Government releases “ambitious” legislative timeline

by Madison Utley20 Aug 2019

Yesterday, the “implementation roadmap” for the royal commission recommendations directed at the government was released to the public.

The timeline has 90% of the commitments implemented or introduced into parliament within one year’s time, with the remainder set to follow before the end of 2020.

Creating and enacting a best interest duty for mortgage brokers is among the legislation to be consulted on and introduced by the end of 2019.

“Around 60% of mortgages are written by mortgage brokers and they play a critical part in our economy and in our community. We want obviously for them to be acting in the best interests of their customers,” said Frydenberg, who went on to add that how best interest duty plays out will significantly impact the remuneration review in three years' time.

According to the treasurer, this is “the most significant and far-reaching set of reforms to the financial services sector in three decades.”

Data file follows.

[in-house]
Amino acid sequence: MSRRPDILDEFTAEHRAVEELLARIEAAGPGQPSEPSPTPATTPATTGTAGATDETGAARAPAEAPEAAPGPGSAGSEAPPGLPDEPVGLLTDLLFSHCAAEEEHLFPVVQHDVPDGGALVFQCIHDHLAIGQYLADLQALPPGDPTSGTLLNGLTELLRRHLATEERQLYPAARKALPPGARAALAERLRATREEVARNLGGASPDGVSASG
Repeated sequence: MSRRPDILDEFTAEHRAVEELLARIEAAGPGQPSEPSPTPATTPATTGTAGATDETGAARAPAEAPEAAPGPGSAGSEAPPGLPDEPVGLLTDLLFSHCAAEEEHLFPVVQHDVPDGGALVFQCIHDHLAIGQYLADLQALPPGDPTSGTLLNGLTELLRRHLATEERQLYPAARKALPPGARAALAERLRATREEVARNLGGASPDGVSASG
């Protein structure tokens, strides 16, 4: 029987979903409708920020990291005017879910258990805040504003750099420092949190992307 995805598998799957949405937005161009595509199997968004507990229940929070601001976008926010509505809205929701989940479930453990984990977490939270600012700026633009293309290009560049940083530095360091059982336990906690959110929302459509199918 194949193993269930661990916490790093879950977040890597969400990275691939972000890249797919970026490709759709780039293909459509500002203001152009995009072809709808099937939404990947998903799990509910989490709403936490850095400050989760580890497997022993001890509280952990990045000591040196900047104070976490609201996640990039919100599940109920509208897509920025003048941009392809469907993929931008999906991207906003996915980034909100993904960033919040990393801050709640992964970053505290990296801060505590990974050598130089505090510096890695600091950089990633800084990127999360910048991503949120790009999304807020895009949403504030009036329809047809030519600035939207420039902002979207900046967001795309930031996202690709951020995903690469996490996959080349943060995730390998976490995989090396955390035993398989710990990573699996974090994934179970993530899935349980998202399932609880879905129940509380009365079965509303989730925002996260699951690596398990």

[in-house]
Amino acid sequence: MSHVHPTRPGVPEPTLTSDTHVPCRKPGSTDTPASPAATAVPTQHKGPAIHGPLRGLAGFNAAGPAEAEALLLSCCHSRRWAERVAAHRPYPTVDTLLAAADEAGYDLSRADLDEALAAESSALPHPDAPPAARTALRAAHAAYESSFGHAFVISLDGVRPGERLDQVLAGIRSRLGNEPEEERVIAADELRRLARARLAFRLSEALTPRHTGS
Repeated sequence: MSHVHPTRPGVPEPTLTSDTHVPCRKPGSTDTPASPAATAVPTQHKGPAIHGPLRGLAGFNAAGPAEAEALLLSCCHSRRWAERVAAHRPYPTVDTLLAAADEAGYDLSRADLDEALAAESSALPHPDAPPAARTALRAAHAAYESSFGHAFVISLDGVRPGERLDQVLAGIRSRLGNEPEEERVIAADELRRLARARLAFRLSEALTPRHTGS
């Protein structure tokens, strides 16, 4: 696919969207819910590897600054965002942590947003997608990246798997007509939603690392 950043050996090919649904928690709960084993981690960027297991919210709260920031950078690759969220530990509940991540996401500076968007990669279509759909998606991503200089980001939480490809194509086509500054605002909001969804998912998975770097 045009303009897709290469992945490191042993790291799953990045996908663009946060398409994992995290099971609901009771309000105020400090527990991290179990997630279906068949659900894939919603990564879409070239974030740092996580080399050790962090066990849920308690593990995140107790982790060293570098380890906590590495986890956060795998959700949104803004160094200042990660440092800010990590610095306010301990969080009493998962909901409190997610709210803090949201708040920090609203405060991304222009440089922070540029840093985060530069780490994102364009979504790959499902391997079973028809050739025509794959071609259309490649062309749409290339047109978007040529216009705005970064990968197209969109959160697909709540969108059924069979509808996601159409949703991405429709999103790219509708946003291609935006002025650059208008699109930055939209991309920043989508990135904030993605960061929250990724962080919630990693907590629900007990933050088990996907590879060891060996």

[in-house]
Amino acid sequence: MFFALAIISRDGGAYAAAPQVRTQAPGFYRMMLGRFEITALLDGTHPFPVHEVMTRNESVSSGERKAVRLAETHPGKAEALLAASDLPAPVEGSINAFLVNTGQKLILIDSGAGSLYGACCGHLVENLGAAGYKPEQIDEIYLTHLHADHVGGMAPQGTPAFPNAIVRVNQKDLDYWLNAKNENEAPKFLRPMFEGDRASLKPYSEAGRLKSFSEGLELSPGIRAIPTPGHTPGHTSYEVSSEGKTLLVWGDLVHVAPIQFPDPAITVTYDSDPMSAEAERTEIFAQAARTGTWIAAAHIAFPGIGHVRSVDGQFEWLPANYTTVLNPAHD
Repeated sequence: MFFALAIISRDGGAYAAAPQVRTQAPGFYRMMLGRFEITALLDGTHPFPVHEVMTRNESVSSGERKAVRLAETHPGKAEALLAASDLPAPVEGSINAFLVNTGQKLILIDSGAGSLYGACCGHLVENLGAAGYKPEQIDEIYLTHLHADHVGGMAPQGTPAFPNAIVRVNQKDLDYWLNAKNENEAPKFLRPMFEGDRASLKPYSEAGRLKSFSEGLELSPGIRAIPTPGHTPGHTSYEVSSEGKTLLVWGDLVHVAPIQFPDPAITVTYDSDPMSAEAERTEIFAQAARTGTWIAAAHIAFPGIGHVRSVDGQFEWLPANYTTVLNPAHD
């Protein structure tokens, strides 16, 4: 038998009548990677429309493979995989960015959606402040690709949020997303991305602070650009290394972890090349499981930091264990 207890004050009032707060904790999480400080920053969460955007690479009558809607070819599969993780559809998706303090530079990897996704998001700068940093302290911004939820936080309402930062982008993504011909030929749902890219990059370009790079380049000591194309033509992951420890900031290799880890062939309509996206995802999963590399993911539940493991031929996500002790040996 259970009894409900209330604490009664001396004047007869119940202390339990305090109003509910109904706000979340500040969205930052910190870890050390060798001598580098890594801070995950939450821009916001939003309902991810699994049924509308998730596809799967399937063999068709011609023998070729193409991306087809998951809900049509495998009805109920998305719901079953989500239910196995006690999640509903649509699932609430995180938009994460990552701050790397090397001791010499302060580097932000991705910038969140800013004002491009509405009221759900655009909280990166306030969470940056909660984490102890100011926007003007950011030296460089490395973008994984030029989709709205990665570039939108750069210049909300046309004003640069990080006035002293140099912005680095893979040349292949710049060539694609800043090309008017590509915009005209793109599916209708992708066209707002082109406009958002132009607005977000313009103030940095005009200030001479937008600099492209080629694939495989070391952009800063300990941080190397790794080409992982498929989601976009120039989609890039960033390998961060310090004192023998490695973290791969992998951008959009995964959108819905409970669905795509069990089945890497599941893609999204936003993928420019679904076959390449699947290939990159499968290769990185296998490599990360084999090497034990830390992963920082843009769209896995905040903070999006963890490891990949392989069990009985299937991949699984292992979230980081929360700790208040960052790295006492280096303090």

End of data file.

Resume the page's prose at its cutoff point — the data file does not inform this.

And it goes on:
“We’re moving in record time,” he said.

Australia’s banks have welcomed the recently released timetable, according to the Australian Banking Association (ABA).

Of the 76 recommendations arising from the royal commission, 54 were directed at the government and eight were specifically aimed at the banking industry.

ABA CEO, Anna Bligh, said that the six changes to the Banking Code called for by the relevant recommendations are underway. 

“The ABA has already drafted provisions implementing five of the changes, had them agreed to by banks and submitted them to the regulators for approval. These are now on track for full implementation by March 2020,” she added.

“Make no mistake, banks understand what the community and government expects of them and are raising their standards to rightly meet those expectations.”

Bligh also said that many Australian banks have reviewed their internal culture, restructured staff remuneration, and refocused on customer outcomes.

“Banks understand that effective cultural change is not going to come about through implementing the royal commission recommendations alone. It will only be achieved by putting the customer at the heart of every decision our banks make,” Bligh added.